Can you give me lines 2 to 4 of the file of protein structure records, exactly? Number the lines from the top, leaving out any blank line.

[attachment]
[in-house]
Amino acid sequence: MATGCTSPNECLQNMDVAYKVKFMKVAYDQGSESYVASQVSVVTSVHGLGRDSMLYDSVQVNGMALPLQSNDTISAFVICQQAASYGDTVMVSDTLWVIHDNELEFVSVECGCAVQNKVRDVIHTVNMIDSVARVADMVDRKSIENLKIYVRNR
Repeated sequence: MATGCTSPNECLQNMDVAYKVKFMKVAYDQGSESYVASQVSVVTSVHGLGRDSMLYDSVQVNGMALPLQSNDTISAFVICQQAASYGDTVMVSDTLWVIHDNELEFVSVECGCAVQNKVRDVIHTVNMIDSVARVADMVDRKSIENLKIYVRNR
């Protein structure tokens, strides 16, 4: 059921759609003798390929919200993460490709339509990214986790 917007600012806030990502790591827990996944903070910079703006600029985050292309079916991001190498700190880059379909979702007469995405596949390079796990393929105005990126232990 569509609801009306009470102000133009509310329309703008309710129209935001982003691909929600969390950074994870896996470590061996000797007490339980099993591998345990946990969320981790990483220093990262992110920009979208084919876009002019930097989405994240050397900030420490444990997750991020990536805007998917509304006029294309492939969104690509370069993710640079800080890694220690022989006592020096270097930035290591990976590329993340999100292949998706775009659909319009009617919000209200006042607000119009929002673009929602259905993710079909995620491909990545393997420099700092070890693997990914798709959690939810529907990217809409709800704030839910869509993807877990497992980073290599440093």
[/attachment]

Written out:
Amino acid sequence: MATGCTSPNECLQNMDVAYKVKFMKVAYDQGSESYVASQVSVVTSVHGLGRDSMLYDSVQVNGMALPLQSNDTISAFVICQQAASYGDTVMVSDTLWVIHDNELEFVSVECGCAVQNKVRDVIHTVNMIDSVARVADMVDRKSIENLKIYVRNR
Repeated sequence: MATGCTSPNECLQNMDVAYKVKFMKVAYDQGSESYVASQVSVVTSVHGLGRDSMLYDSVQVNGMALPLQSNDTISAFVICQQAASYGDTVMVSDTLWVIHDNELEFVSVECGCAVQNKVRDVIHTVNMIDSVARVADMVDRKSIENLKIYVRNR
């Protein structure tokens, strides 16, 4: 059921759609003798390929919200993460490709339509990214986790 917007600012806030990502790591827990996944903070910079703006600029985050292309079916991001190498700190880059379909979702007469995405596949390079796990393929105005990126232990 569509609801009306009470102000133009509310329309703008309710129209935001982003691909929600969390950074994870896996470590061996000797007490339980099993591998345990946990969320981790990483220093990262992110920009979208084919876009002019930097989405994240050397900030420490444990997750991020990536805007998917509304006029294309492939969104690509370069993710640079800080890694220690022989006592020096270097930035290591990976590329993340999100292949998706775009659909319009009617919000209200006042607000119009929002673009929602259905993710079909995620491909990545393997420099700092070890693997990914798709959690939810529907990217809409709800704030839910869509993807877990497992980073290599440093």